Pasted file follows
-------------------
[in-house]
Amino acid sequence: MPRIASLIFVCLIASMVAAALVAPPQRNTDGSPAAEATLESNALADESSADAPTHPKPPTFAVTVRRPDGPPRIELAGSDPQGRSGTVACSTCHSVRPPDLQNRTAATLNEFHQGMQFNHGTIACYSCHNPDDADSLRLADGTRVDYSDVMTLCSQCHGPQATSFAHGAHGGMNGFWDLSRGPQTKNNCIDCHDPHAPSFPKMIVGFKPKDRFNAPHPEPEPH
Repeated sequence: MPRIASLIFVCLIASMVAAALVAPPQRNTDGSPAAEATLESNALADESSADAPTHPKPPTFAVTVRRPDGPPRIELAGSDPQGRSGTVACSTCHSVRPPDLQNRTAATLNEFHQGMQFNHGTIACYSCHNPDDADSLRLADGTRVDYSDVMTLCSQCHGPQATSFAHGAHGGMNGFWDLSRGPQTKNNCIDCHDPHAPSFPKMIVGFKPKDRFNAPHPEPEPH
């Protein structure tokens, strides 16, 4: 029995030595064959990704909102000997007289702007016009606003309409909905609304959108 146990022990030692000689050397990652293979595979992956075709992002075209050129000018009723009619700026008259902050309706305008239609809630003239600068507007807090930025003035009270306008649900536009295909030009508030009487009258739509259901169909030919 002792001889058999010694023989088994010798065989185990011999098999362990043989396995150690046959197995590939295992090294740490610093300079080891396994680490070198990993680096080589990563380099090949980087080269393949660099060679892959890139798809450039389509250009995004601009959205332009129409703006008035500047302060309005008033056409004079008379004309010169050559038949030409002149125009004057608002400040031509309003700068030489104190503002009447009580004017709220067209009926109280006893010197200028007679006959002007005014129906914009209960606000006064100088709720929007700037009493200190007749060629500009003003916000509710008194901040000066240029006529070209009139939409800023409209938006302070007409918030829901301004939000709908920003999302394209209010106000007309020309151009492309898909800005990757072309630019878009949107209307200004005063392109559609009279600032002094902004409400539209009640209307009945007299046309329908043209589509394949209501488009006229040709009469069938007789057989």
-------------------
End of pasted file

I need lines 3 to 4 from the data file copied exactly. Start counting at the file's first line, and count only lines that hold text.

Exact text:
Repeated sequence: MPRIASLIFVCLIASMVAAALVAPPQRNTDGSPAAEATLESNALADESSADAPTHPKPPTFAVTVRRPDGPPRIELAGSDPQGRSGTVACSTCHSVRPPDLQNRTAATLNEFHQGMQFNHGTIACYSCHNPDDADSLRLADGTRVDYSDVMTLCSQCHGPQATSFAHGAHGGMNGFWDLSRGPQTKNNCIDCHDPHAPSFPKMIVGFKPKDRFNAPHPEPEPH
């Protein structure tokens, strides 16, 4: 029995030595064959990704909102000997007289702007016009606003309409909905609304959108 146990022990030692000689050397990652293979595979992956075709992002075209050129000018009723009619700026008259902050309706305008239609809630003239600068507007807090930025003035009270306008649900536009295909030009508030009487009258739509259901169909030919 002792001889058999010694023989088994010798065989185990011999098999362990043989396995150690046959197995590939295992090294740490610093300079080891396994680490070198990993680096080589990563380099090949980087080269393949660099060679892959890139798809450039389509250009995004601009959205332009129409703006008035500047302060309005008033056409004079008379004309010169050559038949030409002149125009004057608002400040031509309003700068030489104190503002009447009580004017709220067209009926109280006893010197200028007679006959002007005014129906914009209960606000006064100088709720929007700037009493200190007749060629500009003003916000509710008194901040000066240029006529070209009139939409800023409209938006302070007409918030829901301004939000709908920003999302394209209010106000007309020309151009492309898909800005990757072309630019878009949107209307200004005063392109559609009279600032002094902004409400539209009640209307009945007299046309329908043209589509394949209501488009006229040709009469069938007789057989």